This is the one villain I've been waiting for since Spider-Man Classics debuted (and was promptly cancelled) several years ago. We've gotten, on average, one villain per series in the replacement Spider-Man (Classic) line, but Sandman finally got the respect he deserves in Series 12.
When escaped inmate Flint Marko felt the police dragnet drawing ever tighter around him, he decided to hide out in the one
place no one would ever look: an atomic testing range. Lying on the beach when the reactor blew, the molecules of his body merged at that radioactive instant with the sand beneath his feet! Sandman possesses the ability to transform his body into a malleable, sand-like substance that can be hardened, dispersed or shaped according to his will.
Okay, now before we get into the review, there's some question as to what Sandman's real name is: Flint Marko or William Baker. For whatever reason, the guy ended up getting named twice: though Stan Lee gave him a perfectly servicable name in his first appearance, apparently Roy Thomas couldn't be bothered to look that up when he was writing the premiere issue of Marvel Team-Up in 1972. The official story is that Baker, not wanting his mom to know what kind of jerk he'd become, adopted the name Flint Marko as his underworld alias.
The figure stands 7⅛" tall - these guys just keep getting bigger! He's even bigger than the already-huge Scorpion! That may seem a bit much for a guy who's supposed to be 6'1", but remember that Sandy can incorporate regular old mundane sand into his form to grow larger. Pretend he's beefed up for a big fight.
Articulation is great: head, shoulders, biceps, elbows,
forearms, wrists, fingers, thumbs, torso, waist, hips, knees, ankles and toes. ToyBiz never disappoints, do they? The thumb joints are particularly nice: both of them move different ways, designed to make the hands look good in multiple poses. ToyBiz has started using more ratchet joints to make sure their figures can hold the wild poses they can get into, so Sandman's joints click as they move, giving him more stability.
The sculpt is fantastic. This is the work of Phil Ramirez, who also made the last good Sandman figure in the ancient Spider-Man Flip n' Trap line, one of the few pre-Legends figures I've held onto. Sandman's looking pretty impressive in his usual costume - none of that crazy "Frightful Four" crap for him. It's the brown pants and the striped green shirt that fans will always associate with the character.
Just doing that much would have been enough to make a good toy,
but the detail doesn't stop there. Almost every inch of Sandman's body is rough and pitted, giving him a sandy texture that is absolutely perfect. From a distance, this is just a guy in an ugly shirt. Up close, he's made of living sand. Wonderful work, that; Todd's got nothing on ToyBiz. Best of all, this detail continues on the shoulder and hip balljoints, spots that usually get the shaft when it comes to intricate sculpts.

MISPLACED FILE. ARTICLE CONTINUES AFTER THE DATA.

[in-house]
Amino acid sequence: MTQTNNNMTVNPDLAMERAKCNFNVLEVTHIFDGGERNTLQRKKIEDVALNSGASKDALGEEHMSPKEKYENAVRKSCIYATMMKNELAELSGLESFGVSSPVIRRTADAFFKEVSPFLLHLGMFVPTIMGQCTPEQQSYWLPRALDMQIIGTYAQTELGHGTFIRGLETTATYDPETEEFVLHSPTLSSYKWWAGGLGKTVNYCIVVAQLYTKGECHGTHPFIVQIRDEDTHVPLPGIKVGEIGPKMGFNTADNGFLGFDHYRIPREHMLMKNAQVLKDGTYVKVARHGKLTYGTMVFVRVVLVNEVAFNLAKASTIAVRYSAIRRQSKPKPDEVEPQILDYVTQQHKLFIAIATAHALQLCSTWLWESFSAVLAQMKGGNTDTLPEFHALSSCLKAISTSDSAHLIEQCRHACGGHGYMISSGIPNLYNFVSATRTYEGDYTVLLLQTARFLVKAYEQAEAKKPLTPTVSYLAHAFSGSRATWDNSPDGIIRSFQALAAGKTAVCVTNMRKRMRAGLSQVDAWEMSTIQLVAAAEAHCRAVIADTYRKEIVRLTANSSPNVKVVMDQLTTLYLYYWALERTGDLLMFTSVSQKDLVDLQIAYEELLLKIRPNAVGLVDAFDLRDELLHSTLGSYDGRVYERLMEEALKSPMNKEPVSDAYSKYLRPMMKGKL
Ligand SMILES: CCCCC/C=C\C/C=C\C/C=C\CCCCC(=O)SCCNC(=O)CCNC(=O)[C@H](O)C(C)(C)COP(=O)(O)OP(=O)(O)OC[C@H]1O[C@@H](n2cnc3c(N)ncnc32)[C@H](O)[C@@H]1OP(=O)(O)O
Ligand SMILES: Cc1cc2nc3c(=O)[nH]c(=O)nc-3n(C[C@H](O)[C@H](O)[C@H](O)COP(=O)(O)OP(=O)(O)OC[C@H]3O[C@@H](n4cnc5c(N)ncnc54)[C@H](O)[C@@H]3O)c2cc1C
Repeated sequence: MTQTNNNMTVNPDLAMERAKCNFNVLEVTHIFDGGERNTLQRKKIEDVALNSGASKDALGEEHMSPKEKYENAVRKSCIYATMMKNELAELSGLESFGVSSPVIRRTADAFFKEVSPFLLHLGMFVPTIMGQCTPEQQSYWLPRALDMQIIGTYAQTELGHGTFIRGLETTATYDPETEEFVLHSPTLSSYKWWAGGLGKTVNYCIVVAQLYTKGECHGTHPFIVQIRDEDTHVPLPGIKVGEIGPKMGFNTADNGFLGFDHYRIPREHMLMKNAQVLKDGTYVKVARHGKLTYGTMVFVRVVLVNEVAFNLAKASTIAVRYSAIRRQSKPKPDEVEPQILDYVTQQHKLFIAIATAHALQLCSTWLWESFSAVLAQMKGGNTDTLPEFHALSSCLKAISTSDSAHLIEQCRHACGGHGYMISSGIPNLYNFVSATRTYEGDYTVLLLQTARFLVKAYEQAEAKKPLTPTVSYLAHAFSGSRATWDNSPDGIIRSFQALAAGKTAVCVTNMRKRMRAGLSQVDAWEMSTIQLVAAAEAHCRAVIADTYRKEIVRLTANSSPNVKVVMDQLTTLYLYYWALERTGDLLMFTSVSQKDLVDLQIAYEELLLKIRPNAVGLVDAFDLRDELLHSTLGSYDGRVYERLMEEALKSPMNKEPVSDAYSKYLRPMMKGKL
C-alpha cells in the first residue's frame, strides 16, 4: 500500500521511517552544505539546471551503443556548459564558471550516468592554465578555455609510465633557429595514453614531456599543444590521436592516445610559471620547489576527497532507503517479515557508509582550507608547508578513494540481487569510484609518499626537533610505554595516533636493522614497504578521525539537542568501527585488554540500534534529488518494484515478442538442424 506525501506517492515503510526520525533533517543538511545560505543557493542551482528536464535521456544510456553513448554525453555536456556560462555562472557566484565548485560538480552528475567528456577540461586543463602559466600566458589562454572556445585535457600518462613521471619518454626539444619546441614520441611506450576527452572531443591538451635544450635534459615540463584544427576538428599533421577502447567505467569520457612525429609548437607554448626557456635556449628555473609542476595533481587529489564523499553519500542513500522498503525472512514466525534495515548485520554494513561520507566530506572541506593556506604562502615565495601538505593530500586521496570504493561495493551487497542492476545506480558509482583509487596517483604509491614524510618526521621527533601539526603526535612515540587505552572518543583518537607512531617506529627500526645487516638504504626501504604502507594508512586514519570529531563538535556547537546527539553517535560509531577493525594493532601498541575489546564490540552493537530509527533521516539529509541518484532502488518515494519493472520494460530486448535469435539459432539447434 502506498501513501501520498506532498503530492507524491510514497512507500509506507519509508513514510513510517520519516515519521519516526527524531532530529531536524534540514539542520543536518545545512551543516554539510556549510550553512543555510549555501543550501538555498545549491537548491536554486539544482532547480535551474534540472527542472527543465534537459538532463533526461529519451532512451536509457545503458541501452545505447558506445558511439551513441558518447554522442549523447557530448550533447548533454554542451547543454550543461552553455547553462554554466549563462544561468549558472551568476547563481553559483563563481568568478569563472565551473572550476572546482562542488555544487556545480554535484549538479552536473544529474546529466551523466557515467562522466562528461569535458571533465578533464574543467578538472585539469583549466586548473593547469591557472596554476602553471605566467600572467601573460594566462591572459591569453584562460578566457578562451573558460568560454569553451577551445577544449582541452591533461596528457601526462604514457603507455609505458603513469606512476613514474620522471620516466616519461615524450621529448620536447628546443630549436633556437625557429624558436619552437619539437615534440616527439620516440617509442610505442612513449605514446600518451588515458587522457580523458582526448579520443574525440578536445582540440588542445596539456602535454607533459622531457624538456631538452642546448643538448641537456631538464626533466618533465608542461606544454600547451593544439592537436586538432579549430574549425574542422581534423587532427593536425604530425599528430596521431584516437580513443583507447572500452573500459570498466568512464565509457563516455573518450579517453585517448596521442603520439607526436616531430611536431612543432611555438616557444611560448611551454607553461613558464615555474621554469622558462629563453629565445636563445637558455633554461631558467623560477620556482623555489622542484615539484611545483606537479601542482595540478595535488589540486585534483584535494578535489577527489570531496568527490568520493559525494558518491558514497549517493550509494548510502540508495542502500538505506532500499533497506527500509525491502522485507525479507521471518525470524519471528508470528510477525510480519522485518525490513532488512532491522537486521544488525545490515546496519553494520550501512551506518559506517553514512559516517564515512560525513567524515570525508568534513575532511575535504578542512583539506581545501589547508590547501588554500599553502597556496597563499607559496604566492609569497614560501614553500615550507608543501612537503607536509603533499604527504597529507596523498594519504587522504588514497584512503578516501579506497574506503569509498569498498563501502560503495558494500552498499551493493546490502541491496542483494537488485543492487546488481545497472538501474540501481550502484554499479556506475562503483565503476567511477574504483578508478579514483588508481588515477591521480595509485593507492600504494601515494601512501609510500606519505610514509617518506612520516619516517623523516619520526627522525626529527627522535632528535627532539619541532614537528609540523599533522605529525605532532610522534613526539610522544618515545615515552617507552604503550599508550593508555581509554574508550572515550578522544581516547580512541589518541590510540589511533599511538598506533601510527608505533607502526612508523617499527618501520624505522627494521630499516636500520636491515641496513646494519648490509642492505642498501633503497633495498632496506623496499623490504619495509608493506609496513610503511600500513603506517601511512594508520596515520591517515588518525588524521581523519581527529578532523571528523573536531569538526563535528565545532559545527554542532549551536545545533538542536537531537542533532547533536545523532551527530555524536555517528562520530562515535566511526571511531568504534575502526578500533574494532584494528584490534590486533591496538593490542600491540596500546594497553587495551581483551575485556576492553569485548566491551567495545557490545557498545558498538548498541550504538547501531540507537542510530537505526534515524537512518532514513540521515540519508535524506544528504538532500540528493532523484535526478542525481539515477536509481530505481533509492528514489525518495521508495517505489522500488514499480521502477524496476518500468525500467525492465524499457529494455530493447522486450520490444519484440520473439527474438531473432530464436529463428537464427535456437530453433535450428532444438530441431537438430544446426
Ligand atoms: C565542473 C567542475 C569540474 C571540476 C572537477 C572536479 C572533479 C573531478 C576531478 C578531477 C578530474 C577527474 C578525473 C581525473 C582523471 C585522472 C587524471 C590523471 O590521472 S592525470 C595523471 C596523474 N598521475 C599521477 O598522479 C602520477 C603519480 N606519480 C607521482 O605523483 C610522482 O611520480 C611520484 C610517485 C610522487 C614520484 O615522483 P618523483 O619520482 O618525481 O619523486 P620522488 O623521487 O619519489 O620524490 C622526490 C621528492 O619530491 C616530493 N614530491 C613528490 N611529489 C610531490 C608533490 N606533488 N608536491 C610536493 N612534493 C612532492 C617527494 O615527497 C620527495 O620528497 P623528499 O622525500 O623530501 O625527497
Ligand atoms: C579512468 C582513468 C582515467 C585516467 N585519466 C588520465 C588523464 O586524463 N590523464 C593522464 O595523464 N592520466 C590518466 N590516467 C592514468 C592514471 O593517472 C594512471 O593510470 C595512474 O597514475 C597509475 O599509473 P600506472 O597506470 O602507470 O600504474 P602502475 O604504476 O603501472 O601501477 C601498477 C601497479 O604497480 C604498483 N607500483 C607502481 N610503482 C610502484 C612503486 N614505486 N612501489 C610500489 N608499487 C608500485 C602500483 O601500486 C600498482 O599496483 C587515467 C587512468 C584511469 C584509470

Even the face is great. Sandman's got a smug look on his face, and his hair is in those crazy little sideways cornrows that he was always drawn with. Since he's switched back and forth between good and evil a few times in his career, the more neutral expression lets you decide whether to stand him with the Sinister Six or the Avengers.
ToyBiz always has good paint apps, so Sandman's looking good. The colors look like they came straight out of the comics and there's a slight yellow wash over the whole thing to suggest sand. His skintones are a nice bright pink, and his sand parts are a dark tan.
Wait, sand parts? Yes, to duplicate Sandman's powers, the figure comes with four interchangeable arms.
His human hands pop off at the forearms, and the new pieces plug in easily. You get your choice of an axe, a spiked ball, a clamping cylindrical claw or a giant hand, all of which can be fitted on either arm. Though the pieces look like they would be bendy, they're just molded that way - you'll have to decide for yourself which arms look best on which sides.
The only weakness with these extra limbs is that the line between them and the sleeves is so obvious: it would have been better if the yellow faded into green like the arms on McFarlane's T-1000, to show that his clothes are shifting as well.
Since Sandman debuted in Amazing Spider-Man #4, he's walked on both sides of the law. Like Kingpin, he
soon left Spidey behind, taking on other foes more regularly - there was a huge stretch of time there when you were more likely to see Sandman brawling with the Fantastic Four or the Hulk than Spidey, but eventually he came back to his roots - "eventually" being 1990, giving him a nearly 20-year gap in his grudge. The last time we got a Sandman figure, it was one of ToyBiz's best. Must be something about the character, because once again ToyBiz has given us some of their best work on this great toy - in fact, it's 2005's best Toy of the Year!